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Senate overrides student body president’s veto By Reubin Turner and Madison Miller City Editor and Reporter

Student Senate voted 39-12 on Thursday, to override a veto by Arlington senior Dominic Edwards, student body president, on a bill relating to changes in the Electoral Code. The veto would have restricted student government candidates and campaign workers from posting to their personal social media accounts. Edwards said at the meeting before the vote to override took place, that he felt the Senate could set a dangerous precedent if the bill were to go into effect. “Student Senate is setting up a dangerous precedent of just changing a document just because they don’t agree with the interpretation,” Edwards said.

Edwards was referring to the Senate’s response to make changes to the code after they felt Electoral Commissioner Sarah Parks, a senior, incorrectly interpreted the Electoral Code as previously reported by the Lariat. “If executed, this legislation merely further complicates an already distorted set of policies and procedures and really the electoral process.” Edwards said he recommends for the Senate to look at the bigger options, rather than changing multiple clauses that introduce a combative spirit within student government. Port Barre, La., sophomore Lindsey Bacque, who authored the bill, said she disagreed with Edwards on his opinion that changes to the code were “combat-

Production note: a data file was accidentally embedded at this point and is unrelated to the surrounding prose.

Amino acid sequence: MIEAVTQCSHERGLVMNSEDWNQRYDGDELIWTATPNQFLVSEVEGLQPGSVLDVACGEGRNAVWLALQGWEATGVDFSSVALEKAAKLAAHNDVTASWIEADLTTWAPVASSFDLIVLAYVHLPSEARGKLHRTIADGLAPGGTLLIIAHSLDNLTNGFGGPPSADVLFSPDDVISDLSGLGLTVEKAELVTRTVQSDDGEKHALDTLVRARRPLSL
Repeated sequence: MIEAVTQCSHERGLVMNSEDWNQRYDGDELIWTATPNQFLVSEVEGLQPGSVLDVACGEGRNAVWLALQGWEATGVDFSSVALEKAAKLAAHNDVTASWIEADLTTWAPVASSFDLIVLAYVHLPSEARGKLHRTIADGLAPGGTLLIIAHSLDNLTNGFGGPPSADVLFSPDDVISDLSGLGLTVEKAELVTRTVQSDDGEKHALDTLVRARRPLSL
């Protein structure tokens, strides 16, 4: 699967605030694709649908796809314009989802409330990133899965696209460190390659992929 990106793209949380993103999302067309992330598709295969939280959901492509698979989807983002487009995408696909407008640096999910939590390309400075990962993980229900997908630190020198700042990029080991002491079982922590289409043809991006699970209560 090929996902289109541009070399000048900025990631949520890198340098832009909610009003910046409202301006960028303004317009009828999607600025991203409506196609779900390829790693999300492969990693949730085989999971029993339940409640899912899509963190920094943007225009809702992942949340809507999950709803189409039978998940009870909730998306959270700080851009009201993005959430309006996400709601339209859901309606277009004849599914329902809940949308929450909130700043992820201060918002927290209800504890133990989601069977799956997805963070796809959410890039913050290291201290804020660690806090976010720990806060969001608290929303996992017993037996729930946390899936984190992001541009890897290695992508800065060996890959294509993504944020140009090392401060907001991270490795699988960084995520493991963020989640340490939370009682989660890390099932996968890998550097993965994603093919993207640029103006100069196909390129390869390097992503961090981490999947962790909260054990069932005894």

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ive” or biased. “I don’t necessarily think it was combative,” Bacque said. “The way that some of the things that were interpreted by the commissioner and members of the commission body as a whole, not just one person, were not consistent with what had been done in the past.” San Antonio junior Chase Hardy said during the meeting that he didn’t feel like the legislation passed by the Senate was biased, rather it cleared up several misconceptions about the code. “Every single person in this room looked at this legislation and said ‘wow, this is a great idea,’ they voted for it, it passed,” Hardy said. “Saying that it is somehow biased doesn’t make any sense to me.”

Other senators suggested that it was not the appropriate time to put this bill into place because of the fact that Baylor is in the midste of elections. Edwards rebuttled in his closing statement that his reasons for vetoing the bill had nothing to do with time or a bias, but because it could infringe upon the integrity of the elections. In addition to overriding Edwards’ veto, the Senate also tabled a measure to consider revisions to the Student Body Constitution. Old River Winfree freshman Senator Joel Polvado made the motion to suspend the bill indefinitely. “It took us three years to effectively SEE